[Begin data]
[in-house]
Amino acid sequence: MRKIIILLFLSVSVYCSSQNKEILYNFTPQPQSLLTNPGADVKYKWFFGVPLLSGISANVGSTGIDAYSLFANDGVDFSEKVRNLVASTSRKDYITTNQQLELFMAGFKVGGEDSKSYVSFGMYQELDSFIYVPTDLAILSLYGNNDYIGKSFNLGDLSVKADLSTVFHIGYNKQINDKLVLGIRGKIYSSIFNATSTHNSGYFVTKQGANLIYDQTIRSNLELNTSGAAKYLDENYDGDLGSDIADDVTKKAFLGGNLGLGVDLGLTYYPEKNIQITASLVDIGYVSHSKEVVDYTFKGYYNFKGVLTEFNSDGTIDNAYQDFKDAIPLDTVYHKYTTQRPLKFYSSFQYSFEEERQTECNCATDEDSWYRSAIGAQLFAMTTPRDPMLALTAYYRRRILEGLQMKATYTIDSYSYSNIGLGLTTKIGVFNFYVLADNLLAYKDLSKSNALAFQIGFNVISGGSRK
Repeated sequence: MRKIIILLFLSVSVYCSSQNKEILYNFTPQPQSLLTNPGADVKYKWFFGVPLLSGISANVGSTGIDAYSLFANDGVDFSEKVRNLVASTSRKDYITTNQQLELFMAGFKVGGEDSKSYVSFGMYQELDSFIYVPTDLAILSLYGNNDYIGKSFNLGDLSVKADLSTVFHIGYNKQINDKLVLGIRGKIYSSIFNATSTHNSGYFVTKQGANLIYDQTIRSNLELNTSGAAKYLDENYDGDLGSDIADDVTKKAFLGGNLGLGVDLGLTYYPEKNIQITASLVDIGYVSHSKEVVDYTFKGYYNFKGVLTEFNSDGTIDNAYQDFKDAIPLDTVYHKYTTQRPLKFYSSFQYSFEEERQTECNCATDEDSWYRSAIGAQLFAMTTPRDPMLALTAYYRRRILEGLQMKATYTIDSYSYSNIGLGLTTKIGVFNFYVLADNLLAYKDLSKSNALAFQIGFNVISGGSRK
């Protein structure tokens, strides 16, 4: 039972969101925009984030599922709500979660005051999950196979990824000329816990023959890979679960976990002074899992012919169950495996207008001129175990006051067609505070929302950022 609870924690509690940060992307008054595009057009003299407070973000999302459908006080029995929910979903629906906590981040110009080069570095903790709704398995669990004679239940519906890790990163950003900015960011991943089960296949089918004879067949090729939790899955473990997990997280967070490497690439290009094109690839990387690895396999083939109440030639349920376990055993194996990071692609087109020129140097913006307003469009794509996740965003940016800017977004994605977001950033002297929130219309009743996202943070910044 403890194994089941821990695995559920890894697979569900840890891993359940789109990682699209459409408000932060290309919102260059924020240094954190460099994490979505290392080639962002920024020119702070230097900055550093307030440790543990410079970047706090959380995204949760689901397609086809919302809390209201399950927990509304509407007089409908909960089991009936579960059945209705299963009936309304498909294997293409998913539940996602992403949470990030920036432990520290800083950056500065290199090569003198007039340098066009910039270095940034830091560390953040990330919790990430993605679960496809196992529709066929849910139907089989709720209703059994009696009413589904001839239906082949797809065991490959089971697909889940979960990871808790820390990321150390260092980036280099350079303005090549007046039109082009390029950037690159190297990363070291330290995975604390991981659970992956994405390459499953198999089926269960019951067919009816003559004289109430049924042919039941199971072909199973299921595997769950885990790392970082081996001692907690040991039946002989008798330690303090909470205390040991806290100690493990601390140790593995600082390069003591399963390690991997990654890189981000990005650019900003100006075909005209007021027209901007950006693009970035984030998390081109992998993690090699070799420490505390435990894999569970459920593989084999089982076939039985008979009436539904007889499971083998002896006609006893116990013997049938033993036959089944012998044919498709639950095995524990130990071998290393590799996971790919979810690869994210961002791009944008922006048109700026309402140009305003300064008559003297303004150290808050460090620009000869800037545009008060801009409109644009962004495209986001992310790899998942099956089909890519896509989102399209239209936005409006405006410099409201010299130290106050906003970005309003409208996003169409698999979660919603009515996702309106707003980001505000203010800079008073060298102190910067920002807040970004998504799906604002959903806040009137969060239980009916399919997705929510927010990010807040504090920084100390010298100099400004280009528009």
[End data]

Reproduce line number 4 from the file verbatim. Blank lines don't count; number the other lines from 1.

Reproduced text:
């Protein structure tokens, strides 16, 4: 039972969101925009984030599922709500979660005051999950196979990824000329816990023959890979679960976990002074899992012919169950495996207008001129175990006051067609505070929302950022 609870924690509690940060992307008054595009057009003299407070973000999302459908006080029995929910979903629906906590981040110009080069570095903790709704398995669990004679239940519906890790990163950003900015960011991943089960296949089918004879067949090729939790899955473990997990997280967070490497690439290009094109690839990387690895396999083939109440030639349920376990055993194996990071692609087109020129140097913006307003469009794509996740965003940016800017977004994605977001950033002297929130219309009743996202943070910044 403890194994089941821990695995559920890894697979569900840890891993359940789109990682699209459409408000932060290309919102260059924020240094954190460099994490979505290392080639962002920024020119702070230097900055550093307030440790543990410079970047706090959380995204949760689901397609086809919302809390209201399950927990509304509407007089409908909960089991009936579960059945209705299963009936309304498909294997293409998913539940996602992403949470990030920036432990520290800083950056500065290199090569003198007039340098066009910039270095940034830091560390953040990330919790990430993605679960496809196992529709066929849910139907089989709720209703059994009696009413589904001839239906082949797809065991490959089971697909889940979960990871808790820390990321150390260092980036280099350079303005090549007046039109082009390029950037690159190297990363070291330290995975604390991981659970992956994405390459499953198999089926269960019951067919009816003559004289109430049924042919039941199971072909199973299921595997769950885990790392970082081996001692907690040991039946002989008798330690303090909470205390040991806290100690493990601390140790593995600082390069003591399963390690991997990654890189981000990005650019900003100006075909005209007021027209901007950006693009970035984030998390081109992998993690090699070799420490505390435990894999569970459920593989084999089982076939039985008979009436539904007889499971083998002896006609006893116990013997049938033993036959089944012998044919498709639950095995524990130990071998290393590799996971790919979810690869994210961002791009944008922006048109700026309402140009305003300064008559003297303004150290808050460090620009000869800037545009008060801009409109644009962004495209986001992310790899998942099956089909890519896509989102399209239209936005409006405006410099409201010299130290106050906003970005309003409208996003169409698999979660919603009515996702309106707003980001505000203010800079008073060298102190910067920002807040970004998504799906604002959903806040009137969060239980009916399919997705929510927010990010807040504090920084100390010298100099400004280009528009």